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Culture, life, Op-Ed, society

An Aspiration For the New Year

Now the holidays are over and the new year’s on its way, its time for that Janusian moment, where we look back over the year that’s passed and look forward to the year to come. And while much electronic ink will be spilled on retrospectives and top whatever-number lists, I find myself more inclined to look ahead, and to, if not resolve, then at least aspire to make improvement to myself and my way of being in the world.

Number one on my list of aspirations for 2016 is to project my best self in my online and social media presence.

The internet is a wondrous and enchanting place (at least it can be). But it’s also, thanks to the distance it puts between people, a really easy place to give your worst intincts free rein. It’s easy to say things online, in comment threads or tweets or blog posts, that you’d never say to a person’s face. It’s easy to let your anger get away from you, or hell, just say some nasty shit just to get a reaction out of somebody. It’s easy to call people who don’t agree with you idiots, and to denigrate their intellect, parentage, and character, largely consequence-free.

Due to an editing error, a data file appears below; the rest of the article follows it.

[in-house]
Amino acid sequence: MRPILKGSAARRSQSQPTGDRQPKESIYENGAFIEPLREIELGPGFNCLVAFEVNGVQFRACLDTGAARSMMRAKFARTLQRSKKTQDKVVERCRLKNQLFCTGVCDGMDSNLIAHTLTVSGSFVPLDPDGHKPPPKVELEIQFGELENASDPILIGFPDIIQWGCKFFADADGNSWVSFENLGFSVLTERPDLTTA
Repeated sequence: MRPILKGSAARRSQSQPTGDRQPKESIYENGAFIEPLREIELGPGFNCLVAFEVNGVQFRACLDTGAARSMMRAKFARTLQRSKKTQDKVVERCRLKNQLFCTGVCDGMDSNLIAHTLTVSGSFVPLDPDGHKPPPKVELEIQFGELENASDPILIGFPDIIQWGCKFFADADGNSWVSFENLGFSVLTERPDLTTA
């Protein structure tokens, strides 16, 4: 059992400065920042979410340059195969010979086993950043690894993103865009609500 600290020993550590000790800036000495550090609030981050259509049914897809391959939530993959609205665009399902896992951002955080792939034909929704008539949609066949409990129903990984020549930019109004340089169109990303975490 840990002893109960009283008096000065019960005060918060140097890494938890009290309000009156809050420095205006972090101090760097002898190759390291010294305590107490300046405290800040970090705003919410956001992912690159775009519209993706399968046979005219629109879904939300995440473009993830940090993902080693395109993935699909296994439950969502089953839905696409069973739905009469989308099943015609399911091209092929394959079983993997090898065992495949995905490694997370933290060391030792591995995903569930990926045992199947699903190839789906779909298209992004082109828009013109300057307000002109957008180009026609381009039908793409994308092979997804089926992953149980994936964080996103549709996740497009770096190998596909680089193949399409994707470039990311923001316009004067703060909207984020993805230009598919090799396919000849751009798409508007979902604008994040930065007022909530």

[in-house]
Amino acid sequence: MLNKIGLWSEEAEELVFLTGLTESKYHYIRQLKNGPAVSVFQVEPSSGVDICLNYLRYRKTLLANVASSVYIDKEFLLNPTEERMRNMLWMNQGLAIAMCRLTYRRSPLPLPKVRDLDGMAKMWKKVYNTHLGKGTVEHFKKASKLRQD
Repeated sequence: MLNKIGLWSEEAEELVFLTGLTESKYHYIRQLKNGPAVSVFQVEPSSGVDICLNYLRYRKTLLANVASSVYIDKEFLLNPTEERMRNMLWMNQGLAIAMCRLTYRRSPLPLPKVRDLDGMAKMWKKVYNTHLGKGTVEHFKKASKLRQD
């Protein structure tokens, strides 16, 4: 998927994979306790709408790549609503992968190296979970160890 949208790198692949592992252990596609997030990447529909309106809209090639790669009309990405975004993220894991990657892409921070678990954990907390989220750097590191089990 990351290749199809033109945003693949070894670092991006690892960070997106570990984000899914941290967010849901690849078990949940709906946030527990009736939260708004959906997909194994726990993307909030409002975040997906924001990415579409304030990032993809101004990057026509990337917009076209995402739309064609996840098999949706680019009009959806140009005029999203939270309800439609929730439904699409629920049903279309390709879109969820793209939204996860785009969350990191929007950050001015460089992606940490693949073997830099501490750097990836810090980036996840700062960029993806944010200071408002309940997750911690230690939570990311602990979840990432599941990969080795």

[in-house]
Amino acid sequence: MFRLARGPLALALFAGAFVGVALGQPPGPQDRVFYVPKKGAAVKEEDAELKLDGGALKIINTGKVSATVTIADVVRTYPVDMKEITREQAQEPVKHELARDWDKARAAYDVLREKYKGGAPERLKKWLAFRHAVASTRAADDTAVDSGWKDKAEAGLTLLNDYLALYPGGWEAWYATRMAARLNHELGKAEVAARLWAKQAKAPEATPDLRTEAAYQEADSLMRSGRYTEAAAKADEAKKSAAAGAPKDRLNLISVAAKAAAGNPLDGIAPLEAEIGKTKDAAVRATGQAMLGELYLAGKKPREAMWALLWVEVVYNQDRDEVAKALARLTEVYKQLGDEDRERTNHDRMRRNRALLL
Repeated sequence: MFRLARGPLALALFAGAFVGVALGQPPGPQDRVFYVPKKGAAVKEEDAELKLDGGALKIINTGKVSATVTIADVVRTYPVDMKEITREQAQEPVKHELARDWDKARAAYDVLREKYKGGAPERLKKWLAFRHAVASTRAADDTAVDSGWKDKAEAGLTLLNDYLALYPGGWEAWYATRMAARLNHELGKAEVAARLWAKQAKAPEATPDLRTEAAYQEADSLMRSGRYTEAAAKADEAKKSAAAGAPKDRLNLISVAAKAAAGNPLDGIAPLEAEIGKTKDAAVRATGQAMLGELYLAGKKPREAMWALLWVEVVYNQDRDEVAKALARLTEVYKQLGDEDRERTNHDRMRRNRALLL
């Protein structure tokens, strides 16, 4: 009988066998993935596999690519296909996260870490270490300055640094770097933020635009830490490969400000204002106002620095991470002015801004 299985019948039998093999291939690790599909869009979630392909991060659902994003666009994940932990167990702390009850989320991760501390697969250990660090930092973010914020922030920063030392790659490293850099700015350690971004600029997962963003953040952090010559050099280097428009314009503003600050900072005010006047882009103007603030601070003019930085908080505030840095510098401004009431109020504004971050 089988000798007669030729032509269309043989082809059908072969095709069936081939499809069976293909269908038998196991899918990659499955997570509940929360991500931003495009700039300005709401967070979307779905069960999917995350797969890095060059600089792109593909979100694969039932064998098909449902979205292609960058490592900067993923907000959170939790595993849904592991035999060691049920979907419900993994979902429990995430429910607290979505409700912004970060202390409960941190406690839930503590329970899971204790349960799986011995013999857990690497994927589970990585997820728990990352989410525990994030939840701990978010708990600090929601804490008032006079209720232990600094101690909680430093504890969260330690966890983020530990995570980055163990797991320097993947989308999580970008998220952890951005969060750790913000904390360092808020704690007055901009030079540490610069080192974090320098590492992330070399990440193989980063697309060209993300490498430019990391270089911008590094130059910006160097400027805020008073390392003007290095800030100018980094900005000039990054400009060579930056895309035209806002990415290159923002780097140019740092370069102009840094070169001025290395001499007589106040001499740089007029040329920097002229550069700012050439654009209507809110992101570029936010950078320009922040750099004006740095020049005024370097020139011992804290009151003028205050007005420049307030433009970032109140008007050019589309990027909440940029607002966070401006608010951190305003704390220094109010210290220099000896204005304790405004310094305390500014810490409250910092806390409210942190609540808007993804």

It’s easy, in short, to be an asshole.

And it’s not like I haven’t done it. Among folks who know me I am famous for anger management issues, and I have always loved a good argument.

But arguing rarely convinces, and being an asshole doesn’t do much but make the folks your sphincter is pointed at unhappy. Maybe some people may deserve that kind of treatment, but on the whole it’s not particularly productive or helpful. It certainly doesn’t do anything to make the world a better place.

So, for my part, I’ve decided to trade argument for discussion, insult for empathy, and superiority for conviction. I aspire to reflect my best self, not only in real life, but in my online incarnation, too. I hope other folks will choose to do the same.

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About Dallas Taylor

Dallas Taylor is the grandson of a rum-runner, a valedictorian, a handyman and a good Catholic girl. He lives and writes in Seattle, and builds things for a living in his spare time. In 2010, he attended the Clarion Writers’ Workshop.

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